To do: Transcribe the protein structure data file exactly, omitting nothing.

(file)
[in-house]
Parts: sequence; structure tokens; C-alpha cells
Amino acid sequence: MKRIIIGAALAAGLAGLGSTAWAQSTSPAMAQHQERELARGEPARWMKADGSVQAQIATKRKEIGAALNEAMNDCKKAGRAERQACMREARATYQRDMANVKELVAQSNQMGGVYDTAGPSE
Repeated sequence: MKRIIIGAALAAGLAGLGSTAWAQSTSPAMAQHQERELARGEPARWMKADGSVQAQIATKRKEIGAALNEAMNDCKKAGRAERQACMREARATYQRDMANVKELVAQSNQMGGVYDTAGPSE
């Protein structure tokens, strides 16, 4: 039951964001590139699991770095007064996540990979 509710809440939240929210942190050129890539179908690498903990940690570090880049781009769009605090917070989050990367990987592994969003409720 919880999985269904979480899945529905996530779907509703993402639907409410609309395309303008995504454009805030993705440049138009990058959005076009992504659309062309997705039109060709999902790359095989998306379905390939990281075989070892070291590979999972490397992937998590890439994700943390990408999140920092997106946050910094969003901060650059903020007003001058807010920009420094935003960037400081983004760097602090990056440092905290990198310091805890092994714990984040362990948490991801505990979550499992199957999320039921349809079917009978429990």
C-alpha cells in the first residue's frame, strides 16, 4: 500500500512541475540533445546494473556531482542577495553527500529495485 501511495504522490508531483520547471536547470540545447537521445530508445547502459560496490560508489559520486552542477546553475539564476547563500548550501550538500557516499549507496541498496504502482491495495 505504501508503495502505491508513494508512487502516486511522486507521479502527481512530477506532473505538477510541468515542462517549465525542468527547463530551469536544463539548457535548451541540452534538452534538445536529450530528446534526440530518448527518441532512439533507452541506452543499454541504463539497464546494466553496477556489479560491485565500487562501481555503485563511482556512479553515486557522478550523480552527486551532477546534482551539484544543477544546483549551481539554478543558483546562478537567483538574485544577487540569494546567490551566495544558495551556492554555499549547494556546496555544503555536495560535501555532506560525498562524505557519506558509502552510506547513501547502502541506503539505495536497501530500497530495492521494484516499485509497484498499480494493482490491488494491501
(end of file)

[in-house]
Parts: sequence; structure tokens; C-alpha cells
Amino acid sequence: MKRIIIGAALAAGLAGLGSTAWAQSTSPAMAQHQERELARGEPARWMKADGSVQAQIATKRKEIGAALNEAMNDCKKAGRAERQACMREARATYQRDMANVKELVAQSNQMGGVYDTAGPSE
Repeated sequence: MKRIIIGAALAAGLAGLGSTAWAQSTSPAMAQHQERELARGEPARWMKADGSVQAQIATKRKEIGAALNEAMNDCKKAGRAERQACMREARATYQRDMANVKELVAQSNQMGGVYDTAGPSE
């Protein structure tokens, strides 16, 4: 039951964001590139699991770095007064996540990979 509710809440939240929210942190050129890539179908690498903990940690570090880049781009769009605090917070989050990367990987592994969003409720 919880999985269904979480899945529905996530779907509703993402639907409410609309395309303008995504454009805030993705440049138009990058959005076009992504659309062309997705039109060709999902790359095989998306379905390939990281075989070892070291590979999972490397992937998590890439994700943390990408999140920092997106946050910094969003901060650059903020007003001058807010920009420094935003960037400081983004760097602090990056440092905290990198310091805890092994714990984040362990948490991801505990979550499992199957999320039921349809079917009978429990």
C-alpha cells in the first residue's frame, strides 16, 4: 500500500512541475540533445546494473556531482542577495553527500529495485 501511495504522490508531483520547471536547470540545447537521445530508445547502459560496490560508489559520486552542477546553475539564476547563500548550501550538500557516499549507496541498496504502482491495495 505504501508503495502505491508513494508512487502516486511522486507521479502527481512530477506532473505538477510541468515542462517549465525542468527547463530551469536544463539548457535548451541540452534538452534538445536529450530528446534526440530518448527518441532512439533507452541506452543499454541504463539497464546494466553496477556489479560491485565500487562501481555503485563511482556512479553515486557522478550523480552527486551532477546534482551539484544543477544546483549551481539554478543558483546562478537567483538574485544577487540569494546567490551566495544558495551556492554555499549547494556546496555544503555536495560535501555532506560525498562524505557519506558509502552510506547513501547502502541506503539505495536497501530500497530495492521494484516499485509497484498499480494493482490491488494491501